Well, that was not the statistic of the congregation itself (or a denomination or national fellowship)...but the stats for that particular evening meeting. However, I do think that this might be indicative of a greater situation in Pentecostals and Charismatic congregations. I don't know what would cause a man who is not truly Baptized in the Holy Spirit to pretend that he is. However, I have spoken with people who admitted that they faked being "slain in the spirit" at some charismatic gatherings out of a weird form of peer pressure (in which they feared being considered less spiritual if they didn't fall down). I have also met men who admitted that they were never baptized in the Holy Spirit but who had been "speaking in tongues" for years. Again, they blamed it upon peer pressure mingled with a little doctrinal and anecdotal confusion.
At the same time, I have met some wonderful men and women who were baptized with the Holy Spirit and lived very godly lives.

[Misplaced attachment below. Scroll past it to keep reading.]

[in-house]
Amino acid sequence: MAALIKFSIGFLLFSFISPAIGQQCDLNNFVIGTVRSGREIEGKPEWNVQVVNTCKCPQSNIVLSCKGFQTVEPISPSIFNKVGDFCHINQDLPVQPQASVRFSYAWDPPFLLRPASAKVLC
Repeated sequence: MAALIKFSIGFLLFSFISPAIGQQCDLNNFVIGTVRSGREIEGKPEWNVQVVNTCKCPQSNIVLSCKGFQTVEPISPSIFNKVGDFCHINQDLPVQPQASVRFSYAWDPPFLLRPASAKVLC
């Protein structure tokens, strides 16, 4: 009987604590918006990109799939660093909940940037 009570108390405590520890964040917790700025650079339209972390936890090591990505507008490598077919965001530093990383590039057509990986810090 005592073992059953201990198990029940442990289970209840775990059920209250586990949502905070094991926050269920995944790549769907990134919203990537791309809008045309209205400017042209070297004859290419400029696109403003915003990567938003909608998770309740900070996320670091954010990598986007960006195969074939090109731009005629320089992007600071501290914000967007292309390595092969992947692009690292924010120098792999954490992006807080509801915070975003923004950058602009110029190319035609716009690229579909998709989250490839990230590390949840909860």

My earlier point though is that these denominations are claiming for themselves a higher ground than other denominations in that they feel they are not grieving the Spirit whereas they feel that others are which is in direct opposition to what is heard though the media concerning great falls from grace and there have been many you must admit that some of them quite shocking. But now that this is pointed out, suddenly they are just the same as other denominations - do you see the contradiction?
If a group are claming a higher ground then they should be showing this in their behaviour and not be just like the rest.
Are we speaking about denominations or individual men? Again, it is difficult to comment when you haven't really named the denominations of which you are referring. I suppose that the same issue can be raised in regard to any "holiness" congregation. There have been independent baptist churches that have been engulfed in scandal, albeit at a more local (and less visible) manner.
Personally, I found my own experience to be a bit different from much of what is taught in Pentecostal or charismatic circles. I think that I am, by nature, rather skeptical of the claims and teachings of men (including those that come in the form of denominations or local congregations). I was not baptized with the Holy Spirit until a certain amount of time after I surrendered my life to the Lord. After much study, I was convinced that this experience existed and did not cease with the first apostles or the end of the first century.